In summary, the conversation discusses the process of finding eigenvectors for two matrices, A and B, and the concept of simultaneous diagonalization. The example of x and y coordinate operators in Quantum Mechanics is used to explain the concept further. The conversation also mentions the use of the generalized Jacobi method to calculate the eigensystem problem for two matrices, but it is noted that it may not be applicable if the matrices do not commute. The conversation ends by suggesting to use a unitary matrix to diagonalize the matrices.
#1
hoshangmustafa
4
0
TL;DR Summary
If I have two matrices A and B, how can I find an eigenvector for the two matrices?
If I have two matrices A and B, how can I find an eigenvector for the two matrices?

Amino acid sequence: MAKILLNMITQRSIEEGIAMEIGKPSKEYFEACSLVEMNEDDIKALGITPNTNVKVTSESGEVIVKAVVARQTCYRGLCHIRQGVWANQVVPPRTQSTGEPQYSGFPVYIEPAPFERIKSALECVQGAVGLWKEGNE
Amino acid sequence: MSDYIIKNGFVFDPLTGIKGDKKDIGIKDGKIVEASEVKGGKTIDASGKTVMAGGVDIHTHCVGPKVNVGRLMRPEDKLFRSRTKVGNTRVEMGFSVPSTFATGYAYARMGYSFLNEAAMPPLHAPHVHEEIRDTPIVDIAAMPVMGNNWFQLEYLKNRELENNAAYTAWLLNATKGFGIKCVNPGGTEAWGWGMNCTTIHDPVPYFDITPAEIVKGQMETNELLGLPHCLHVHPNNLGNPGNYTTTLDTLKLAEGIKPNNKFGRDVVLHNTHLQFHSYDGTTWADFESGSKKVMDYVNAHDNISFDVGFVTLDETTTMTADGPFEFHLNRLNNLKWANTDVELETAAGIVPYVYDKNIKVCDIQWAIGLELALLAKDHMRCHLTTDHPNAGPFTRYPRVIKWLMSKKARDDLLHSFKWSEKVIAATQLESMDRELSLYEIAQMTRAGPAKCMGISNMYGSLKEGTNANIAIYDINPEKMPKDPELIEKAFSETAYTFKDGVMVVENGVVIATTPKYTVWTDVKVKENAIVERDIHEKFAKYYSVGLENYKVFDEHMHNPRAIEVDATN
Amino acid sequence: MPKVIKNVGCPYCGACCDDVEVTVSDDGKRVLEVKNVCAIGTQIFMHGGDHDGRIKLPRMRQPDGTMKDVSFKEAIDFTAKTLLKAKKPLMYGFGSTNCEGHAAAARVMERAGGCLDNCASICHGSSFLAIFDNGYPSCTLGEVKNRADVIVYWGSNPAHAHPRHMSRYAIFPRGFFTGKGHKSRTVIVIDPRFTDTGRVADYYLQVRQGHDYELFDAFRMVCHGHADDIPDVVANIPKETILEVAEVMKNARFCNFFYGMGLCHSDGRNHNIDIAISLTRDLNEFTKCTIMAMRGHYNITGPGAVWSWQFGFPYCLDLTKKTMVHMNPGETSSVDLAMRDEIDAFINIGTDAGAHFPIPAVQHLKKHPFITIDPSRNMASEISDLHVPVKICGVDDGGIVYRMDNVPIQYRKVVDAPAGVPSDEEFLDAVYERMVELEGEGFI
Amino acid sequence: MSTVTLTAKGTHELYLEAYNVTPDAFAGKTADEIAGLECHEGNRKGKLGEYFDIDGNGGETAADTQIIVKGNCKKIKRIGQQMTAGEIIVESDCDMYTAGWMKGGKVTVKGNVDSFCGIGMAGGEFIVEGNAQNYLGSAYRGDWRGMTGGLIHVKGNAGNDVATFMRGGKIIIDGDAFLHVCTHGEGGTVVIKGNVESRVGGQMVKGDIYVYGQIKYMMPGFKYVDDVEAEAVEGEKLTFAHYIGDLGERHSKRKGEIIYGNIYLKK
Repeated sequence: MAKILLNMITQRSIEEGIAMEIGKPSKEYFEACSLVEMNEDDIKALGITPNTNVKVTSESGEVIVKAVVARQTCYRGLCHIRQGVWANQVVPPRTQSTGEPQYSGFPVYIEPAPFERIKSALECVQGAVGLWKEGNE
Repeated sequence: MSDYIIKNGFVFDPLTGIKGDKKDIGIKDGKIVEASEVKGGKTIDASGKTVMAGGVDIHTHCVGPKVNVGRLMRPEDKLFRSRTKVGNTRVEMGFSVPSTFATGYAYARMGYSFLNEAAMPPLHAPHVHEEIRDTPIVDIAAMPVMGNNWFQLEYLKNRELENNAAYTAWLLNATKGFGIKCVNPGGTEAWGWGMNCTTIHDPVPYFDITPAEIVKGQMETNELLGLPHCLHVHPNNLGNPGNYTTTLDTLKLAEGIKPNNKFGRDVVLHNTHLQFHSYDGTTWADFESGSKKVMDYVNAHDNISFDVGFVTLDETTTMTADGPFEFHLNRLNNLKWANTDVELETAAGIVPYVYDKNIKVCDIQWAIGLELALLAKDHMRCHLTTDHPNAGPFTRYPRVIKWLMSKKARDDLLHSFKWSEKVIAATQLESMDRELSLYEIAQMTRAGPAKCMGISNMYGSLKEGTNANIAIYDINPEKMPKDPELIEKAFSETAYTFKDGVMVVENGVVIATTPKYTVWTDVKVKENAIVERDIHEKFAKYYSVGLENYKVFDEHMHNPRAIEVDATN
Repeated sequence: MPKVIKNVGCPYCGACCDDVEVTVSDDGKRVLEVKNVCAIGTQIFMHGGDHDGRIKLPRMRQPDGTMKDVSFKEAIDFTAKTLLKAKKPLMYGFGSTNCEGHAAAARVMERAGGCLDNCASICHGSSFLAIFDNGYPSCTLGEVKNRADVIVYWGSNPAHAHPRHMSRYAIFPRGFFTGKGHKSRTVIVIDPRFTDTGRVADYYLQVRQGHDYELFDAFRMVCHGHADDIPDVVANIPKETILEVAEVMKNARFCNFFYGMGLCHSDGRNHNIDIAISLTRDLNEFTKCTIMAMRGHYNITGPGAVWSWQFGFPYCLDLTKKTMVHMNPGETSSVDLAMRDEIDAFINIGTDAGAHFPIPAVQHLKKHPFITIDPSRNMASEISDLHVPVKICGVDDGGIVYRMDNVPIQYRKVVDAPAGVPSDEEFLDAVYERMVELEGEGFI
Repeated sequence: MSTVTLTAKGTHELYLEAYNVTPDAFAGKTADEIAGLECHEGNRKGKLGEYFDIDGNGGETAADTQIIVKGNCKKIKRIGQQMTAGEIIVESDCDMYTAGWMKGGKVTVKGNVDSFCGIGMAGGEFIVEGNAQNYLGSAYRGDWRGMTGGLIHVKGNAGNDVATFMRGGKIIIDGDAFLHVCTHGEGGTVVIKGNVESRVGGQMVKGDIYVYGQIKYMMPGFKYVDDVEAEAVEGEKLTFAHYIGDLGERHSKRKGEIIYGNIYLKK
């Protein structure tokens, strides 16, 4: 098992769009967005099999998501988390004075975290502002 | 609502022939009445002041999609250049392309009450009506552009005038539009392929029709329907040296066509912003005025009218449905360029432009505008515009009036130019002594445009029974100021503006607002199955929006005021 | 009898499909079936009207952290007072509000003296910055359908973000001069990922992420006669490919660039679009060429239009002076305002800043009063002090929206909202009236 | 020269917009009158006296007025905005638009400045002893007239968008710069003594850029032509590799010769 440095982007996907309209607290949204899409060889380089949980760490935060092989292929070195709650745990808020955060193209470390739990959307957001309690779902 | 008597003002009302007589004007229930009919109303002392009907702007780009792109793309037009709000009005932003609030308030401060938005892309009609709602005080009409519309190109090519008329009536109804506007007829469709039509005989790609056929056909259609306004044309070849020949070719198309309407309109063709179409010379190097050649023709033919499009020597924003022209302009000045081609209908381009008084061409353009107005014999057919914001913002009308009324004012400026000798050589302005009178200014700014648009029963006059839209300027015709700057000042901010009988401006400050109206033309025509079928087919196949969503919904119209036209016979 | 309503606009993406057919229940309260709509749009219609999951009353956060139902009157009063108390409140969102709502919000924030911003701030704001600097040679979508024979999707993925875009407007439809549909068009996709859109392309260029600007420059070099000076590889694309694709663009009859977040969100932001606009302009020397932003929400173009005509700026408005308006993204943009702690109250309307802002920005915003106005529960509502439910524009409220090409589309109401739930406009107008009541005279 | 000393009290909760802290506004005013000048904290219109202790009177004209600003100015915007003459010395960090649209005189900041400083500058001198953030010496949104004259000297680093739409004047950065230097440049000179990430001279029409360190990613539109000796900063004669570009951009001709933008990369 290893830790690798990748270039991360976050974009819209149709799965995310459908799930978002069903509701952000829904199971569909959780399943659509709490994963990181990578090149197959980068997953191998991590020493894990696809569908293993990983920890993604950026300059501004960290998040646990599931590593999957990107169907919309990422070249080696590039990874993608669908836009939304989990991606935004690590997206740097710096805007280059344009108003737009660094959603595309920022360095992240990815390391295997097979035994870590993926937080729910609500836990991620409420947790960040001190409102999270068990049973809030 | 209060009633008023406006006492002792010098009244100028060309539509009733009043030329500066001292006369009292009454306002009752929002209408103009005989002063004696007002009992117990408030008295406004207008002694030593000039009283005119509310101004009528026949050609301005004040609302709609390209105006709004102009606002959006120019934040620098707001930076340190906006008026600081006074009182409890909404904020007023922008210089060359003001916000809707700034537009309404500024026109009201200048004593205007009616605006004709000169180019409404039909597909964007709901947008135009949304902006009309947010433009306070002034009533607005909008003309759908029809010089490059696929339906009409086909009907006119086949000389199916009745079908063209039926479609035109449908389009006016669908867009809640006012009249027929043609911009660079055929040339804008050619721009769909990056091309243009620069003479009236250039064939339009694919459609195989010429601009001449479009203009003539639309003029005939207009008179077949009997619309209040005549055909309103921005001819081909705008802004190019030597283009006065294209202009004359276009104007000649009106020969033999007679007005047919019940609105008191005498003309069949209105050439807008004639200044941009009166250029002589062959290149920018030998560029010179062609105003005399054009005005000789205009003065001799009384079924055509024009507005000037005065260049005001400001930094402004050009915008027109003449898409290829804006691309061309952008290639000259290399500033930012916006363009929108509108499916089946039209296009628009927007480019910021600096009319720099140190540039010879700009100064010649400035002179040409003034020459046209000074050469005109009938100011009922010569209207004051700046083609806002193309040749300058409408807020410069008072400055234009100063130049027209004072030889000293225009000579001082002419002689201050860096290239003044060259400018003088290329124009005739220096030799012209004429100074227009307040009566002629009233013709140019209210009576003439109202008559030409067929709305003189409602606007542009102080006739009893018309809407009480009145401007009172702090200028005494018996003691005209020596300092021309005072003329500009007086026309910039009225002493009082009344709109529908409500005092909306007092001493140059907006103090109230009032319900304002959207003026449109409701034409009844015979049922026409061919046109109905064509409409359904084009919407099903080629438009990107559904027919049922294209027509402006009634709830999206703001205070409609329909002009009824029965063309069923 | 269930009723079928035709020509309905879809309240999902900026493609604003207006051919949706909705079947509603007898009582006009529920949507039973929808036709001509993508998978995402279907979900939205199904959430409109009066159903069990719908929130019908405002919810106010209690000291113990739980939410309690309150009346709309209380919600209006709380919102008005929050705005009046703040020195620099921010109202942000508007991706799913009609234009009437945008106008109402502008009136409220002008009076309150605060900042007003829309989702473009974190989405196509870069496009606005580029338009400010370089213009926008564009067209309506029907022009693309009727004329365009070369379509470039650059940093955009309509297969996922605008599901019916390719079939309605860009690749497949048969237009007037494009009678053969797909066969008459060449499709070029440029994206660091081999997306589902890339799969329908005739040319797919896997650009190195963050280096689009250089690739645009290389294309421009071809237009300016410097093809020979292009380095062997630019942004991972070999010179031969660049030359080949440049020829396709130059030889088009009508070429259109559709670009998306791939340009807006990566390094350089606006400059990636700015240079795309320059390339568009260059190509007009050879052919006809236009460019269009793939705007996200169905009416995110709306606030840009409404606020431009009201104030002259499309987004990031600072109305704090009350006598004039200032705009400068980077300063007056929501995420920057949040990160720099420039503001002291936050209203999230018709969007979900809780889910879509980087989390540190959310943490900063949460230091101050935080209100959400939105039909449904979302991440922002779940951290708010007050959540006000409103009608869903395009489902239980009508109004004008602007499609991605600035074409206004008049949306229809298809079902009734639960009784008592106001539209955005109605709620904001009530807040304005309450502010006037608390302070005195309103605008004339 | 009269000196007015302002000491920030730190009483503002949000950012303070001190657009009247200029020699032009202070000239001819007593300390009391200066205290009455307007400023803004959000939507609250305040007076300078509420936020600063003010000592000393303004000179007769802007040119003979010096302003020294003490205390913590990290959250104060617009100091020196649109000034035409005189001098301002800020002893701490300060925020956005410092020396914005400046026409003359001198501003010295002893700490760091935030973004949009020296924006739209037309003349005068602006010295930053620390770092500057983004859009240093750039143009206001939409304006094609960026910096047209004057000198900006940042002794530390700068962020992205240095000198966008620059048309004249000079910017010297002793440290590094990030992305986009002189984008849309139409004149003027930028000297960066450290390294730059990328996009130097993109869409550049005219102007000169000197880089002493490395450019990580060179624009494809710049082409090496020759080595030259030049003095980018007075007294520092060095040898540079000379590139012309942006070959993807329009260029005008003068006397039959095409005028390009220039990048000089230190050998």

Eigenvectors belong to a matrix. Matrix A has its eigenvectors. Matrix B has its eigenvectors.
#3
hoshangmustafa
4
0
Hi,
I meant simultaneous diagonalization of two matrices.
#4
anuttarasammyak
Gold Member
2,501
1,325
I do not think simultaneously diagonalizable matters in procedure of getting eigenvectors of A and B for each.
As examples in QM, x coordinate operator X and y coordinate operator Y are simultaneously diagonarizable.
[tex]XY=YX[/tex]
X has eigenvectors of {|x>}. Y has eigenvectors of {|y>}.
[tex]XX^2=X^2X[/tex]
X^2 has denenerated eigenbectors of |x> and |-x> for eigenvalue x^2
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#5
hoshangmustafa
4
0
Hi,
for example
K=2,1;1,2
M=2,0;0,0
use the generalized Jacobi method to calculate the eigensystem problem
KΦ=λMΦ
#6
anuttarasammyak
Gold Member
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1,325
As [tex]KM \neq MK[/tex], I am afraid that we cannot simultaneously diagonalize them. I might be wrong due to scarce knowledge on Jacobi method.
#7
hoshangmustafa
4
0
K=1,-1;-1,1
M=2,1;1,2
#8
anuttarasammyak
Gold Member
2,501
1,325
Then KM=MK. M=K+2I where I is identity matrix. Diagonalization of K by product of unitary matrix ##P, P^{-1}## would also diagonalize M. Why don't you try to get it ?